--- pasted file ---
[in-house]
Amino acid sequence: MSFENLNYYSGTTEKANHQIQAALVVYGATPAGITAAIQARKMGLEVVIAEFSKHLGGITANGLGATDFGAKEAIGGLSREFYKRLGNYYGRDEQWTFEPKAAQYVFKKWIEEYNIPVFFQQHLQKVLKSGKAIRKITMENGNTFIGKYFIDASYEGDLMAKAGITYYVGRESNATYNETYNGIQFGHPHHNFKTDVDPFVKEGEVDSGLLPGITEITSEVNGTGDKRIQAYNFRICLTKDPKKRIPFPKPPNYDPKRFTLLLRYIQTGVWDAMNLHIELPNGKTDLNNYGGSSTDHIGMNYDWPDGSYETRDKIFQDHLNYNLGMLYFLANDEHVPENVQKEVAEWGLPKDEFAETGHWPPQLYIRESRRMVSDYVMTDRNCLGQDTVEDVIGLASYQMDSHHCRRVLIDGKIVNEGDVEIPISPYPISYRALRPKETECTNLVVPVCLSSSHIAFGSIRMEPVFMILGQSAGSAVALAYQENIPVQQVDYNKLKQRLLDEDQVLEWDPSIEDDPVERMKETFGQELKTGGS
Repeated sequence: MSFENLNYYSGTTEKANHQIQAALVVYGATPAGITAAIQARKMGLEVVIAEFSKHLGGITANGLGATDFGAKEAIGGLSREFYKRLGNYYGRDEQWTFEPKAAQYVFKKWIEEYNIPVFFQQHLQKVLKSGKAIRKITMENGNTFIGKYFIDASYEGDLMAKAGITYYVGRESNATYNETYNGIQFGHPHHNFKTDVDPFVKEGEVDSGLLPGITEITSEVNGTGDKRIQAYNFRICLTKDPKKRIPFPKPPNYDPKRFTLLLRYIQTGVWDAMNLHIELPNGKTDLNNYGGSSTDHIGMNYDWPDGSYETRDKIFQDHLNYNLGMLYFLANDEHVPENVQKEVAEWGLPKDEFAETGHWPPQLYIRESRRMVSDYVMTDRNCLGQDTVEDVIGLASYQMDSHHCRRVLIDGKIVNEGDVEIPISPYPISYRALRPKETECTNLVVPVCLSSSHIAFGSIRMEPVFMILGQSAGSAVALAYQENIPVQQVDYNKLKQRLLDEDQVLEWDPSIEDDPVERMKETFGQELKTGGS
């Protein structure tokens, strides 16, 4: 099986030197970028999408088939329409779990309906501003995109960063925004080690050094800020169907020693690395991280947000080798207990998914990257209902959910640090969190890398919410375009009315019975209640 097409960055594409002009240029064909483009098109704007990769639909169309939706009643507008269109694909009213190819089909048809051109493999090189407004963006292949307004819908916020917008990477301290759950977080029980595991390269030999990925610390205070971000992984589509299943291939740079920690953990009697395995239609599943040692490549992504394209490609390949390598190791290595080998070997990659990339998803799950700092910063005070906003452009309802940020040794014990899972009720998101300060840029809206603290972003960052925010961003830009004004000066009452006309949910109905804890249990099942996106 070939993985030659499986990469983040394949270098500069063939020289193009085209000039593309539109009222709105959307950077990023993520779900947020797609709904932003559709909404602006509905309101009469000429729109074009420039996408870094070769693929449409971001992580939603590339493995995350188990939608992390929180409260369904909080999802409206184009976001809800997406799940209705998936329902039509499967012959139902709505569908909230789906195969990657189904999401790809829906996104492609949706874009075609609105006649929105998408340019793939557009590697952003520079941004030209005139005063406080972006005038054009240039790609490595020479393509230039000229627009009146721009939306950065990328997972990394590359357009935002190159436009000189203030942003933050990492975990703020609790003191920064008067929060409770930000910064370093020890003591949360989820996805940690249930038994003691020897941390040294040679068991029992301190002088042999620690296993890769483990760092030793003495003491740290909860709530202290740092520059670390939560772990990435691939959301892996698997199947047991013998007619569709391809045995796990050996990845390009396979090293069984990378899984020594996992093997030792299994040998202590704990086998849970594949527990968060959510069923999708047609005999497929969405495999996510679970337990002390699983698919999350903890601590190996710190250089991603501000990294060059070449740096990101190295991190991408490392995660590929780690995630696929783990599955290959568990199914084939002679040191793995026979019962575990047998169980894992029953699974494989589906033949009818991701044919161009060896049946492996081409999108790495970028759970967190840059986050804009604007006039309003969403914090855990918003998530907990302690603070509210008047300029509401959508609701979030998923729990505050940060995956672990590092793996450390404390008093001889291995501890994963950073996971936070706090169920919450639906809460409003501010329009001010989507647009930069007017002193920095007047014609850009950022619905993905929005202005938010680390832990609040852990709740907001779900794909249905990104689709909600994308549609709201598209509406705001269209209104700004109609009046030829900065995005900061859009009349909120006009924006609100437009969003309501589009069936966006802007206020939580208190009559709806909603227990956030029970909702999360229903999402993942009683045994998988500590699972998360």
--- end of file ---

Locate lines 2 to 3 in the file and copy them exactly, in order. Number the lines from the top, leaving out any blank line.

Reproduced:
Amino acid sequence: MSFENLNYYSGTTEKANHQIQAALVVYGATPAGITAAIQARKMGLEVVIAEFSKHLGGITANGLGATDFGAKEAIGGLSREFYKRLGNYYGRDEQWTFEPKAAQYVFKKWIEEYNIPVFFQQHLQKVLKSGKAIRKITMENGNTFIGKYFIDASYEGDLMAKAGITYYVGRESNATYNETYNGIQFGHPHHNFKTDVDPFVKEGEVDSGLLPGITEITSEVNGTGDKRIQAYNFRICLTKDPKKRIPFPKPPNYDPKRFTLLLRYIQTGVWDAMNLHIELPNGKTDLNNYGGSSTDHIGMNYDWPDGSYETRDKIFQDHLNYNLGMLYFLANDEHVPENVQKEVAEWGLPKDEFAETGHWPPQLYIRESRRMVSDYVMTDRNCLGQDTVEDVIGLASYQMDSHHCRRVLIDGKIVNEGDVEIPISPYPISYRALRPKETECTNLVVPVCLSSSHIAFGSIRMEPVFMILGQSAGSAVALAYQENIPVQQVDYNKLKQRLLDEDQVLEWDPSIEDDPVERMKETFGQELKTGGS
Repeated sequence: MSFENLNYYSGTTEKANHQIQAALVVYGATPAGITAAIQARKMGLEVVIAEFSKHLGGITANGLGATDFGAKEAIGGLSREFYKRLGNYYGRDEQWTFEPKAAQYVFKKWIEEYNIPVFFQQHLQKVLKSGKAIRKITMENGNTFIGKYFIDASYEGDLMAKAGITYYVGRESNATYNETYNGIQFGHPHHNFKTDVDPFVKEGEVDSGLLPGITEITSEVNGTGDKRIQAYNFRICLTKDPKKRIPFPKPPNYDPKRFTLLLRYIQTGVWDAMNLHIELPNGKTDLNNYGGSSTDHIGMNYDWPDGSYETRDKIFQDHLNYNLGMLYFLANDEHVPENVQKEVAEWGLPKDEFAETGHWPPQLYIRESRRMVSDYVMTDRNCLGQDTVEDVIGLASYQMDSHHCRRVLIDGKIVNEGDVEIPISPYPISYRALRPKETECTNLVVPVCLSSSHIAFGSIRMEPVFMILGQSAGSAVALAYQENIPVQQVDYNKLKQRLLDEDQVLEWDPSIEDDPVERMKETFGQELKTGGS